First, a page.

Although the add-on code and primary code are normally reported for the same date of service, there are unusual circumstances where the two services may be reported for different dates of service. For example, when critical care (99291) begins on one date of service and rolls over into the following day and the additional critical care time (99292) is provided on that following day.
All providers should take the time to review each chapter of the new NCCI manual to identify any areas that may need clarification with CMS, your MAC and specific staff. Although the changes don’t appear to be that significant on first glance, providers have been stung by that in the past with clarifications that completely changed what we thought to have been true.
Right on cue, CMS released the 2013 OPPS Final Rule on November 1 and then followed up with the MPFS Final Rule. In a breaking news story, HCPro summarized the changes – the good, the bad and the ugly – that will impact hospitals across the country. I wanted to take this time to review several changes that will impact two high volume departments in the hospital outpatient setting – therapy services and laboratory.
Many laboratory departments have been struggling with the complexity and the number of CPT codes for molecular pathology – now at 115 codes in two different tiers – and how to implement the new codes, even though CMS had allowed hospitals to bill the “stacked codes” instead for 2012. That will all change with dates of service on January 1, 2013 when the stacked codes will be invalid and the CPT codes for the actual molecular pathology services will need to be reported and will be paid under the clinical Laboratory Fee Schedule (CLFS).
In 2012 when these codes first came into play, CMS stated they were not valid of payment and hospitals should still report combinations of “regular” CPT codes for payment that described various steps to perform a specific test – referred to as stacking because different groups of codes are billed depending on the components of the actual test. CMS also clarified in a Hospital Open Door Forum call that hospitals should also report the new molecular pathology codes with the stacked codes so that CMS could use that information for setting rates for implementation in 2013.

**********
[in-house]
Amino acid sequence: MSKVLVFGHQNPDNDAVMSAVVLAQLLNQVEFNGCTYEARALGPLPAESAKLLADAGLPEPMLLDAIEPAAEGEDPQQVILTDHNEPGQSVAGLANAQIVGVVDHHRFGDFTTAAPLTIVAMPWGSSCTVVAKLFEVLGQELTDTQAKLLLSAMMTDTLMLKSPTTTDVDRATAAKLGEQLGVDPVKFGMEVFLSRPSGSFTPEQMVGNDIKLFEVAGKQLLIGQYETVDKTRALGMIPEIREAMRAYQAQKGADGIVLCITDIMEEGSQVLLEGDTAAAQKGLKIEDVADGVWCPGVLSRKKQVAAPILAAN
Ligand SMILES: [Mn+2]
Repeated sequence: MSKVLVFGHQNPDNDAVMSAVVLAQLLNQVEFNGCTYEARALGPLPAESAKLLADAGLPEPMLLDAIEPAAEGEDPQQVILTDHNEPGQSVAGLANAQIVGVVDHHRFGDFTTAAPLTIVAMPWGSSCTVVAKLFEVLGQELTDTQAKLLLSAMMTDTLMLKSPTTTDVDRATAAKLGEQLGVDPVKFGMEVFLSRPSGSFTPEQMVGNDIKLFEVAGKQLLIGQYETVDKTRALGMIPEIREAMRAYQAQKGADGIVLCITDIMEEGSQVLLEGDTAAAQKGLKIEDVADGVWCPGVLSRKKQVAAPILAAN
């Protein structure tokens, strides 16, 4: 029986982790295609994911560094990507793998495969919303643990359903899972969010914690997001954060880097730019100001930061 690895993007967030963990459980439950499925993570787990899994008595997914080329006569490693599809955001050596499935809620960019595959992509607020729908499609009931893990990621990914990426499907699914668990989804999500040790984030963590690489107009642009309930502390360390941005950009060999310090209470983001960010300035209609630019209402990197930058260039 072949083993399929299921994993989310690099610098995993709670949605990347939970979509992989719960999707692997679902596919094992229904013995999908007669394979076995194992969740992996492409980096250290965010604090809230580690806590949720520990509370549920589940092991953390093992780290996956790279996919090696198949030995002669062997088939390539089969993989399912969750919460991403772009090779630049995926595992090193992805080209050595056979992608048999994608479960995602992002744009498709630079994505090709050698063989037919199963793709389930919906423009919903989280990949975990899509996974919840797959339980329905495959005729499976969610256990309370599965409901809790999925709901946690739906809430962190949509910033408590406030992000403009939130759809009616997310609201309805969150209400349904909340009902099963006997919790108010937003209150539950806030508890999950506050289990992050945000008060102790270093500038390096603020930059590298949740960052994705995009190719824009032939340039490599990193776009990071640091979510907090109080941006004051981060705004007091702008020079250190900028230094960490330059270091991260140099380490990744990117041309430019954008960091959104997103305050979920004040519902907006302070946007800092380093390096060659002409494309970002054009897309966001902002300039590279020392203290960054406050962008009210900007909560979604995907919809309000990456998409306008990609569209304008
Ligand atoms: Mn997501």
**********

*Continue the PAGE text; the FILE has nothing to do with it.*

Hospitals need to begin now to get ready to implement the new codes as this has the potential to be a major project. This includes updating chargemasters, order entry and charge tickets so there will not be a delay in billing and reimbursement. Physicians, laboratory staff and coders may want to review the AMA CPT Assistant May 2012 and June 2012 for guidance on how to select the appropriate code. Keep in mind that hospitals will be responsible for creating their own pricing based on their current methodology and the CLFS as there is not a one-to-one crosswalk from the current CPT codes over to the molecular pathology codes.
Another major change for hospitals will be reporting functional limitation indicators and outcomes for outpatient rehabilitation therapy. This information will be found in the MPFS Final Rule and not under OPPS because therapy services are paid under the MPFS.
The MCTRJCA, the same Act that implemented the therapy caps and manual medical review for hospital outpatient services from October through December 2012, also required a claims-based data collection process to help reform the Medicare payment system. Of concern to Congress and CMS is that between 1998–2008, Medicare expenditures for outpatient therapy services increased at a rate of 10.1% per year while the number of Medicare beneficiaries receiving therapy services only increased by 2.9% per year. Beginning on page 221 of the display copy of the MPFS Final Rule, a thorough explanation is provided regarding what data CMS will be looking for under the five-year CMS project titled “Development of Outpatient Therapy Payment Alternatives” (DOTPA).